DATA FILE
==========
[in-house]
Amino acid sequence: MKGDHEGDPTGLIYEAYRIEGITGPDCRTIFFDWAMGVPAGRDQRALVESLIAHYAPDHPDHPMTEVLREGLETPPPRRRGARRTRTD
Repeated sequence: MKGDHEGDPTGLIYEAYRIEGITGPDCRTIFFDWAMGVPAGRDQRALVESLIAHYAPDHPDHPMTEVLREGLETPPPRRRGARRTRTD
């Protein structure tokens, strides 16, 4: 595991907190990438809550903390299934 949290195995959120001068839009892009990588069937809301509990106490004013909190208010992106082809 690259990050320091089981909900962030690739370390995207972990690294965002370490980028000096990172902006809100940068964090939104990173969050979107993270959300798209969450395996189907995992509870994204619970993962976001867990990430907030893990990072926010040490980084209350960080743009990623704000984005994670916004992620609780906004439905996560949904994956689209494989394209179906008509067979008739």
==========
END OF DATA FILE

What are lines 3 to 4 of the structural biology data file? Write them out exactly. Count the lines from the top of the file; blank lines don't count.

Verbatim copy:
Repeated sequence: MKGDHEGDPTGLIYEAYRIEGITGPDCRTIFFDWAMGVPAGRDQRALVESLIAHYAPDHPDHPMTEVLREGLETPPPRRRGARRTRTD
């Protein structure tokens, strides 16, 4: 595991907190990438809550903390299934 949290195995959120001068839009892009990588069937809301509990106490004013909190208010992106082809 690259990050320091089981909900962030690739370390995207972990690294965002370490980028000096990172902006809100940068964090939104990173969050979107993270959300798209969450395996189907995992509870994204619970993962976001867990990430907030893990990072926010040490980084209350960080743009990623704000984005994670916004992620609780906004439905996560949904994956689209494989394209179906008509067979008739």